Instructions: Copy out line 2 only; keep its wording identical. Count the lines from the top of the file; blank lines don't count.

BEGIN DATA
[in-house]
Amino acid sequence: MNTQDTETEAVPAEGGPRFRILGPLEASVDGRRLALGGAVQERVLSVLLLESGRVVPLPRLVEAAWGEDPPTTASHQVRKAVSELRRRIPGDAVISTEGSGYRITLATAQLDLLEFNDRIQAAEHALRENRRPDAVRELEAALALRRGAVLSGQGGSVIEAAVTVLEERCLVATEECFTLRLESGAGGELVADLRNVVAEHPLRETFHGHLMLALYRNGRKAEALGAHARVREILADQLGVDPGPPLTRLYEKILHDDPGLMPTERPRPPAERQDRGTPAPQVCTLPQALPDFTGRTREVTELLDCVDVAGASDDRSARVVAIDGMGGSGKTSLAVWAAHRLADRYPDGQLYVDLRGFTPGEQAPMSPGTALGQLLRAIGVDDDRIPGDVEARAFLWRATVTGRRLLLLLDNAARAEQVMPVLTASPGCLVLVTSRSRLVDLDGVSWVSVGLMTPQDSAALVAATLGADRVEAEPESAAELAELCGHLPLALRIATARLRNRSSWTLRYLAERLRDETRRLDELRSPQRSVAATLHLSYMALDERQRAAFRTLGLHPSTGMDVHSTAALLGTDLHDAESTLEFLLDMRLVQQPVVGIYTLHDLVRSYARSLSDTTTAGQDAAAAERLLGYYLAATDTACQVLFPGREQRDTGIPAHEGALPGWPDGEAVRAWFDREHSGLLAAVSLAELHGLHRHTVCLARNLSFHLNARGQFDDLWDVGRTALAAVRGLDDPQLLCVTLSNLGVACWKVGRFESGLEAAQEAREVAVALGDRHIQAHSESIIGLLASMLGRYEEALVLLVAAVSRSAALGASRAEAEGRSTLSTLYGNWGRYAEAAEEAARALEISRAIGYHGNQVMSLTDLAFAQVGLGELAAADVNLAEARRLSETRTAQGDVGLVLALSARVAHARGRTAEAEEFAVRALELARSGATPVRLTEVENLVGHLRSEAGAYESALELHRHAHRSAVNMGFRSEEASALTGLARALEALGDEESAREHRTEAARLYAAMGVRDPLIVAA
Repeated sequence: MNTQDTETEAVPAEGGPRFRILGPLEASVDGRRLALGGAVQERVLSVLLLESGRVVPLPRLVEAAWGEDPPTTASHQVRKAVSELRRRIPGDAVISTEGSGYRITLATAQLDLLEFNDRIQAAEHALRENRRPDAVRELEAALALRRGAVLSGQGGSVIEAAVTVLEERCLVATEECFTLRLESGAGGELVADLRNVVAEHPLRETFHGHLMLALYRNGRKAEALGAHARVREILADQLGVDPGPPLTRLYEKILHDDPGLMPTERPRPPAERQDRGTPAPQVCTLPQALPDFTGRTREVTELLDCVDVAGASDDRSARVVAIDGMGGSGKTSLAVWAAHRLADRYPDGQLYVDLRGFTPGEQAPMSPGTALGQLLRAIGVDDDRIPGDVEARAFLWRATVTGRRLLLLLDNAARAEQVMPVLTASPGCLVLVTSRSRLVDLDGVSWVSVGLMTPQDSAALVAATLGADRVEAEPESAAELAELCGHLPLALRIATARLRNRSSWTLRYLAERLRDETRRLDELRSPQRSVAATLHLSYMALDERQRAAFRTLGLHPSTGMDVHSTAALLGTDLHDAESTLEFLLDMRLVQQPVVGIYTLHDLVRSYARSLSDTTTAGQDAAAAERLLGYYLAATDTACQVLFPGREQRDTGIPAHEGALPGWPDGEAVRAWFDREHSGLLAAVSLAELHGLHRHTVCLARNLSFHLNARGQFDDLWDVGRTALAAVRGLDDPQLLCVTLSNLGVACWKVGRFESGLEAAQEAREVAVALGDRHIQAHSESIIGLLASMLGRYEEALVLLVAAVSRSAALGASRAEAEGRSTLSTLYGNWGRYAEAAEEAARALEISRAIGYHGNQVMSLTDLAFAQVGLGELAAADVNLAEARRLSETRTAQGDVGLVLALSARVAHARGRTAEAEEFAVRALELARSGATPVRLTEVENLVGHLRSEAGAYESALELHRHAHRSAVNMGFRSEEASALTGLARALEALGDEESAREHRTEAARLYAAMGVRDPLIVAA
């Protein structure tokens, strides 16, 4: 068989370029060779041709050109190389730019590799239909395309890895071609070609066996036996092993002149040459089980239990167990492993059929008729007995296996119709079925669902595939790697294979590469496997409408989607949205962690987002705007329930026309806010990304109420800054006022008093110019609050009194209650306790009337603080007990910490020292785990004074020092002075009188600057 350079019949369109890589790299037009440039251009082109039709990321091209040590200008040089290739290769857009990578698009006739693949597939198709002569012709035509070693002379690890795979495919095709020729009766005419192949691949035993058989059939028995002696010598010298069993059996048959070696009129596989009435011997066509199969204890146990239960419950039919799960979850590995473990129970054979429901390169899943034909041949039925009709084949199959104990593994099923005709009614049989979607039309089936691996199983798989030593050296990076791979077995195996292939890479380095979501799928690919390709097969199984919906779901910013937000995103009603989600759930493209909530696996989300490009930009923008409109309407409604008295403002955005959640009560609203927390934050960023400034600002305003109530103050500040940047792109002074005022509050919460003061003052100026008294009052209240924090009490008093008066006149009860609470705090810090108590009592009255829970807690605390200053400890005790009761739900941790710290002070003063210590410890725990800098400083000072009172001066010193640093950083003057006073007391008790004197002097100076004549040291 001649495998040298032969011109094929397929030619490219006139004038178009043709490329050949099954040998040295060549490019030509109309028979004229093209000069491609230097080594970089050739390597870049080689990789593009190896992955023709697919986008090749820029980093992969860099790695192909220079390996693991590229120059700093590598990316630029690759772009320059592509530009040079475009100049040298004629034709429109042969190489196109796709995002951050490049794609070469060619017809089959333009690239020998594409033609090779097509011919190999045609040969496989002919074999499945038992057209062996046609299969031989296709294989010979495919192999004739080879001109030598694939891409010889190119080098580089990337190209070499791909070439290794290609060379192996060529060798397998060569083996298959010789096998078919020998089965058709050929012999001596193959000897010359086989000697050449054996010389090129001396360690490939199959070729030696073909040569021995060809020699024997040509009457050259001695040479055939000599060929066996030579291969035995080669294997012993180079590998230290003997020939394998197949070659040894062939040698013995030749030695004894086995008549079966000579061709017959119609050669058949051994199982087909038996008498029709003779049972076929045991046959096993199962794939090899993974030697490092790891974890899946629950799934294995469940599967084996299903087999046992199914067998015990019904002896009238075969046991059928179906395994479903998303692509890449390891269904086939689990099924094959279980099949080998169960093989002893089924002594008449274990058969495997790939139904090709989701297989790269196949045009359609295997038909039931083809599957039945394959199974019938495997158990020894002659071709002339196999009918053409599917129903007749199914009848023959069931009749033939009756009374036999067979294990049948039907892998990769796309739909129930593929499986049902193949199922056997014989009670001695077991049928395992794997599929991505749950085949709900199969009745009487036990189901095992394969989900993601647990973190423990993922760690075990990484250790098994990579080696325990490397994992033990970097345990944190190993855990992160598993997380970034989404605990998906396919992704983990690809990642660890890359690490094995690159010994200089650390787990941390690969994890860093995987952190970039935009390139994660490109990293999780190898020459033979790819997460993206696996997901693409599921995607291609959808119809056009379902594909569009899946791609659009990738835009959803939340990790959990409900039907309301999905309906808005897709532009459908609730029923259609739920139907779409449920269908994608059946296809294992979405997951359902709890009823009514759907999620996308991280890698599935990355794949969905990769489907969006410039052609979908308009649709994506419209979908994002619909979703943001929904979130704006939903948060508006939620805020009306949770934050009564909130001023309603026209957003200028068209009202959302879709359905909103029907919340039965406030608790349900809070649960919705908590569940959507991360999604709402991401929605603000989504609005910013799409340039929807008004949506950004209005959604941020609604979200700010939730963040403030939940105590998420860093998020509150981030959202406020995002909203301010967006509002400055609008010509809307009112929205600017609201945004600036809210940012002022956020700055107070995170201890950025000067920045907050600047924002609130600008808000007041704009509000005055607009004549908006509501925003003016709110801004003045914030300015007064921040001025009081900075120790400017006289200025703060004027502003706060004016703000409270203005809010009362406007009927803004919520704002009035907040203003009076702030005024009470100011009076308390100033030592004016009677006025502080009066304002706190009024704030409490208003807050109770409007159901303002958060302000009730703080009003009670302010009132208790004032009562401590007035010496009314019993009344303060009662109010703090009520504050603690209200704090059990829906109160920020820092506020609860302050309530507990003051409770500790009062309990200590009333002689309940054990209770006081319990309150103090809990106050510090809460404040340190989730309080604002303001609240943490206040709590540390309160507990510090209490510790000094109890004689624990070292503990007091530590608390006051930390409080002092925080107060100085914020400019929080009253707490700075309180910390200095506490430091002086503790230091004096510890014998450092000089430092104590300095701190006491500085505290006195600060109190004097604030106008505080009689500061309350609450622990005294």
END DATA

Amino acid sequence: MNTQDTETEAVPAEGGPRFRILGPLEASVDGRRLALGGAVQERVLSVLLLESGRVVPLPRLVEAAWGEDPPTTASHQVRKAVSELRRRIPGDAVISTEGSGYRITLATAQLDLLEFNDRIQAAEHALRENRRPDAVRELEAALALRRGAVLSGQGGSVIEAAVTVLEERCLVATEECFTLRLESGAGGELVADLRNVVAEHPLRETFHGHLMLALYRNGRKAEALGAHARVREILADQLGVDPGPPLTRLYEKILHDDPGLMPTERPRPPAERQDRGTPAPQVCTLPQALPDFTGRTREVTELLDCVDVAGASDDRSARVVAIDGMGGSGKTSLAVWAAHRLADRYPDGQLYVDLRGFTPGEQAPMSPGTALGQLLRAIGVDDDRIPGDVEARAFLWRATVTGRRLLLLLDNAARAEQVMPVLTASPGCLVLVTSRSRLVDLDGVSWVSVGLMTPQDSAALVAATLGADRVEAEPESAAELAELCGHLPLALRIATARLRNRSSWTLRYLAERLRDETRRLDELRSPQRSVAATLHLSYMALDERQRAAFRTLGLHPSTGMDVHSTAALLGTDLHDAESTLEFLLDMRLVQQPVVGIYTLHDLVRSYARSLSDTTTAGQDAAAAERLLGYYLAATDTACQVLFPGREQRDTGIPAHEGALPGWPDGEAVRAWFDREHSGLLAAVSLAELHGLHRHTVCLARNLSFHLNARGQFDDLWDVGRTALAAVRGLDDPQLLCVTLSNLGVACWKVGRFESGLEAAQEAREVAVALGDRHIQAHSESIIGLLASMLGRYEEALVLLVAAVSRSAALGASRAEAEGRSTLSTLYGNWGRYAEAAEEAARALEISRAIGYHGNQVMSLTDLAFAQVGLGELAAADVNLAEARRLSETRTAQGDVGLVLALSARVAHARGRTAEAEEFAVRALELARSGATPVRLTEVENLVGHLRSEAGAYESALELHRHAHRSAVNMGFRSEEASALTGLARALEALGDEESAREHRTEAARLYAAMGVRDPLIVAA